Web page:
I now take a comparative approach in arriving at a reasonable amount of compensation (see Iyambo v Minister of Safety and Security 2013 (2) NR 562 (HC)). Iyambo, which Mr Mutorwa, counsel for defendants, referred to me is not on point as respects quantum of damages. The reason is that, Iyambo concerned a claim for unlawful arrest and detention. I shall rather look at Sheefeni v Council of the Municipality of Windhoek 2015 (4) NR 1170 (HC) where there was a claim for assault, apart from unlawful arrest and detention, perpetrated by the Council’s City Police officials. There, the assault consisted of the plaintiff being pulled forcefully and violently from the taxi he was driving, slapped, kicked and punched, and his head pushed to the curb of a street in Windhoek by City Police officials who were on patrol there, and in the process hitting his head against the curb. Compared with the assault in the instant matter, the assault in Sheefeni was by far more serious.
 By all account, compared with the assault in the instant matter, the assault in Sheefeni was more serious, brutal and life threatening. There, plaintiff claimed N$150 000 as general damages for assault. The court considered the amount to be exorbitant, and awarded an amount of N$50 000, which the court found to be reasonable and capable of meeting the justice of the case (see para 9 of Sheefeni).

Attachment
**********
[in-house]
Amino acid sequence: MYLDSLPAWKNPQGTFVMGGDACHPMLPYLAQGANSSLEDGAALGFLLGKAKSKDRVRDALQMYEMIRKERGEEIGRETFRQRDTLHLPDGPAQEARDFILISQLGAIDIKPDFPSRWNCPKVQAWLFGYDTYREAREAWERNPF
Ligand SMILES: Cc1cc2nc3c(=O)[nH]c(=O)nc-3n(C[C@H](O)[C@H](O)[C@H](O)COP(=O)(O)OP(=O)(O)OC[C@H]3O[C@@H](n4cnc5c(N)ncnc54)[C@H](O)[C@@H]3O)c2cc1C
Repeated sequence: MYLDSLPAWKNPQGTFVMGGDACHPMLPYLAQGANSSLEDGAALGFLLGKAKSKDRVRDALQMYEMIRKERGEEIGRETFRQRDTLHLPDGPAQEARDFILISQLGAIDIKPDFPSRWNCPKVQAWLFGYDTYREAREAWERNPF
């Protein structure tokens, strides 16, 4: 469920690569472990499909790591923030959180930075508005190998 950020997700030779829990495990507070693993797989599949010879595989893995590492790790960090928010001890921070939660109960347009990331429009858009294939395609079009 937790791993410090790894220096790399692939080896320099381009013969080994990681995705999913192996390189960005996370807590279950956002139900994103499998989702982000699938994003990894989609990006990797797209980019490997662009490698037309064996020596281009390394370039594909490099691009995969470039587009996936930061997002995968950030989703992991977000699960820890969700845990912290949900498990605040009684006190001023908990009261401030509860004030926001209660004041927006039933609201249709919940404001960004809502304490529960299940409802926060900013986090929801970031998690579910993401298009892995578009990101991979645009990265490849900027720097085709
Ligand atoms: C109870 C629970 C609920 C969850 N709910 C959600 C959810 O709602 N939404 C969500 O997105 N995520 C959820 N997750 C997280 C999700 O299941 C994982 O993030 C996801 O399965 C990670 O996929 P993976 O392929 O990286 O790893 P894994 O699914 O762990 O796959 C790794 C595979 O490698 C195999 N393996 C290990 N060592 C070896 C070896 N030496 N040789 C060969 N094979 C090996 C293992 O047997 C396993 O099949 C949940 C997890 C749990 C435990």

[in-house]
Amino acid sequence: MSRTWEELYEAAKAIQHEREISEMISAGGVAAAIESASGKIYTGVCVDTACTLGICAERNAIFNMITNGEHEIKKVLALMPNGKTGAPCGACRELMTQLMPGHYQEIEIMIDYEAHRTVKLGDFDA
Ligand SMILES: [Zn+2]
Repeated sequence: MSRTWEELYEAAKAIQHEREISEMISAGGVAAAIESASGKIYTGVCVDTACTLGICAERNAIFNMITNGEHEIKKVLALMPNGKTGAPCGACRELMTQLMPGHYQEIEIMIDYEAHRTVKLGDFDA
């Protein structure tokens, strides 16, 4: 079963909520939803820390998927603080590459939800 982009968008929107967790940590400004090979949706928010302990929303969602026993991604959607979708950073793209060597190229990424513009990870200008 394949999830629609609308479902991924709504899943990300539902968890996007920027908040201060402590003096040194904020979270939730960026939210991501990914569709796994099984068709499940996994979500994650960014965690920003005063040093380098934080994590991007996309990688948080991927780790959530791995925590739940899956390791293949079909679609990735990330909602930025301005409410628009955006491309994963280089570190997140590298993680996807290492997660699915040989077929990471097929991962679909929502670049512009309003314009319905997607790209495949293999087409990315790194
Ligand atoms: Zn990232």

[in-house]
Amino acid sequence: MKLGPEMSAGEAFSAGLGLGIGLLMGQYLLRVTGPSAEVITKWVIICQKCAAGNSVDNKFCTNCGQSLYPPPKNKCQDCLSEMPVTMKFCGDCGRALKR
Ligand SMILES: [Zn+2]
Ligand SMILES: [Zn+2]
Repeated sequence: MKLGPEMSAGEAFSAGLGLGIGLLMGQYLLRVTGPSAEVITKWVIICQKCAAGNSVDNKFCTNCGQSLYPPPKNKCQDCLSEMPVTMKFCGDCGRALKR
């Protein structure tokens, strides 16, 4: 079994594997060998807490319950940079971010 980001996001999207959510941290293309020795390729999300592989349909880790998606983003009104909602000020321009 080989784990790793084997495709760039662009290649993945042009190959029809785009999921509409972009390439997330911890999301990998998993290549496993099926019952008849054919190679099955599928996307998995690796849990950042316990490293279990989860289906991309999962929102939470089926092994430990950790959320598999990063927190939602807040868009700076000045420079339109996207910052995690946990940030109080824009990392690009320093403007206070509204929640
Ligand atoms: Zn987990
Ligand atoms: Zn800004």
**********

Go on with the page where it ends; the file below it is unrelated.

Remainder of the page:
In the instant case, I have worked it out that each of the five claims is for N$20 000 (see para 21 above). On the facts of the case, I think N$ 20 000 for the assault is exorbitant. In my judgment, an award of N$ 10 000 is reasonable and is capable of meeting the justice of the case.
 It remains to consider costs. Plaintiff has succeeded in only one of the total number of five claims. She has not chalked substantial success. It is rather the defendants who have succeeded substantially, having successfully resisted four out of five claims; and so, in the normal run of things, it is defendants who should have their costs. Nevertheless, I have taken into account the following important factors: The defendants are from the Government. The plaintiff is an ordinary, unemployed person who came to court to vindicate her rights guaranteed to her by the Namibian Constitution. Such conduct by poor, ordinary persons should be encouraged in a constitutional State. For these reasons, I think it is fair and just that each party pay their own costs.
 Based on these reasons, I order as follows:
- Judgment for the plaintiff in the amount of N$10 000, plus interest thereon at the rate of 20 per cent per annum a tempore morae from the date of this judgment to the date of full and final payment.
- There is no order as to costs.
- The matter is considered finalized and removed from the roll.
PLAINTIFF: S Z HARRIS
Of Legal Assistance Centre, Windhoek
DEFENDANTS: N MUTORWA
Of Government Attorney, Windhoek